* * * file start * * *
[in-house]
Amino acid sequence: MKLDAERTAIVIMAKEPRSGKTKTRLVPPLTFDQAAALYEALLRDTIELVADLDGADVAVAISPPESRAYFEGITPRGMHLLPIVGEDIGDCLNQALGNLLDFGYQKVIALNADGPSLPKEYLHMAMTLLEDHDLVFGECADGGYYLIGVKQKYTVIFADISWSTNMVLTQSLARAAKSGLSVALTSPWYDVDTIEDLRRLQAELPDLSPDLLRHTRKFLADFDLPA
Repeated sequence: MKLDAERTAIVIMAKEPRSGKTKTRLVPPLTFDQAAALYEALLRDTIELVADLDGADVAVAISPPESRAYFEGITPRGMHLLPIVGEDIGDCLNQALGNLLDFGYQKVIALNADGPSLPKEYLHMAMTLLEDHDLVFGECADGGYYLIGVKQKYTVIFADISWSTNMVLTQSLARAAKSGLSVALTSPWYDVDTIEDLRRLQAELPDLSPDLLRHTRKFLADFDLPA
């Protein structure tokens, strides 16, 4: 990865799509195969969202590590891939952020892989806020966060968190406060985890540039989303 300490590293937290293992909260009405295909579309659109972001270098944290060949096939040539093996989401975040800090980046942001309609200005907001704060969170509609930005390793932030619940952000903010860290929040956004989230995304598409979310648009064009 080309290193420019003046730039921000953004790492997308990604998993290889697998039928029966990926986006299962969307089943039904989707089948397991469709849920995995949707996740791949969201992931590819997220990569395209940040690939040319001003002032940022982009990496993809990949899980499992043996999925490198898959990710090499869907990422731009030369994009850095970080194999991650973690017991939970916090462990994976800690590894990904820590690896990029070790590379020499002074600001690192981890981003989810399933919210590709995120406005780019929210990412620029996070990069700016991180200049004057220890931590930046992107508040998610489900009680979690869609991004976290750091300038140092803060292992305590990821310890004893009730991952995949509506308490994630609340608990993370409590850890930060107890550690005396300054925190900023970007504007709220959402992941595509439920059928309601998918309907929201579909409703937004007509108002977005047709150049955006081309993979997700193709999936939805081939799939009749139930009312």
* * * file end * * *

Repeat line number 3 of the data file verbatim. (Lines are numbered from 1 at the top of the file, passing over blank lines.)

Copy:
Repeated sequence: MKLDAERTAIVIMAKEPRSGKTKTRLVPPLTFDQAAALYEALLRDTIELVADLDGADVAVAISPPESRAYFEGITPRGMHLLPIVGEDIGDCLNQALGNLLDFGYQKVIALNADGPSLPKEYLHMAMTLLEDHDLVFGECADGGYYLIGVKQKYTVIFADISWSTNMVLTQSLARAAKSGLSVALTSPWYDVDTIEDLRRLQAELPDLSPDLLRHTRKFLADFDLPA